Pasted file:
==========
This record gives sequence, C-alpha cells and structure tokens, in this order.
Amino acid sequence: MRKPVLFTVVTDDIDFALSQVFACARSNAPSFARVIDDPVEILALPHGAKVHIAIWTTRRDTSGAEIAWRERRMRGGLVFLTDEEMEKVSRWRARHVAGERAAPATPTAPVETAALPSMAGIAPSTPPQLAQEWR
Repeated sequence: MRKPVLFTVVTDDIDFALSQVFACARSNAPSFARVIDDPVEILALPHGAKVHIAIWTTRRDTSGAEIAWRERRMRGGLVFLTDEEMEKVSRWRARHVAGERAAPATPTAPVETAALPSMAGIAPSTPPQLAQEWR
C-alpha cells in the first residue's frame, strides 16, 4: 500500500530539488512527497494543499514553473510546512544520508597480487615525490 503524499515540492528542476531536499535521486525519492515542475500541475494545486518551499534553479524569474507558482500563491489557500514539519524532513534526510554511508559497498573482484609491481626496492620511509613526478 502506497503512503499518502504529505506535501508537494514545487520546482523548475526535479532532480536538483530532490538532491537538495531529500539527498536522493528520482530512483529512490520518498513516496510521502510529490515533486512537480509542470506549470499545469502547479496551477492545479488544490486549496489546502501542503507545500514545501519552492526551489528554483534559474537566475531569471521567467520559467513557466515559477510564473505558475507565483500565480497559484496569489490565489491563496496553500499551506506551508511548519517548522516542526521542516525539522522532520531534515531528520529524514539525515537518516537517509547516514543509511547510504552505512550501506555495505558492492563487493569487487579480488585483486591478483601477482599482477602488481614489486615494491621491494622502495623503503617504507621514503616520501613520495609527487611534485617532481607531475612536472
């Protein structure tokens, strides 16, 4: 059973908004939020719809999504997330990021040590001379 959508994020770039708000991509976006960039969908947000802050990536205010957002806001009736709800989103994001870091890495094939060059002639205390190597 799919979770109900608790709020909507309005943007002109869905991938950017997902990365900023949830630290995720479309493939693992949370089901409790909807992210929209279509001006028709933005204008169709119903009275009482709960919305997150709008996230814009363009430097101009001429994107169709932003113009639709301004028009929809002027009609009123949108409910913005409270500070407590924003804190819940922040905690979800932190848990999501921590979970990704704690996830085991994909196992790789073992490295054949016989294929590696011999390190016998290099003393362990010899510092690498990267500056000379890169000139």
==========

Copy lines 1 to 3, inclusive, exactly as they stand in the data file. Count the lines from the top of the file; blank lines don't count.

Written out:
This record gives sequence, C-alpha cells and structure tokens, in this order.
Amino acid sequence: MRKPVLFTVVTDDIDFALSQVFACARSNAPSFARVIDDPVEILALPHGAKVHIAIWTTRRDTSGAEIAWRERRMRGGLVFLTDEEMEKVSRWRARHVAGERAAPATPTAPVETAALPSMAGIAPSTPPQLAQEWR
Repeated sequence: MRKPVLFTVVTDDIDFALSQVFACARSNAPSFARVIDDPVEILALPHGAKVHIAIWTTRRDTSGAEIAWRERRMRGGLVFLTDEEMEKVSRWRARHVAGERAAPATPTAPVETAALPSMAGIAPSTPPQLAQEWR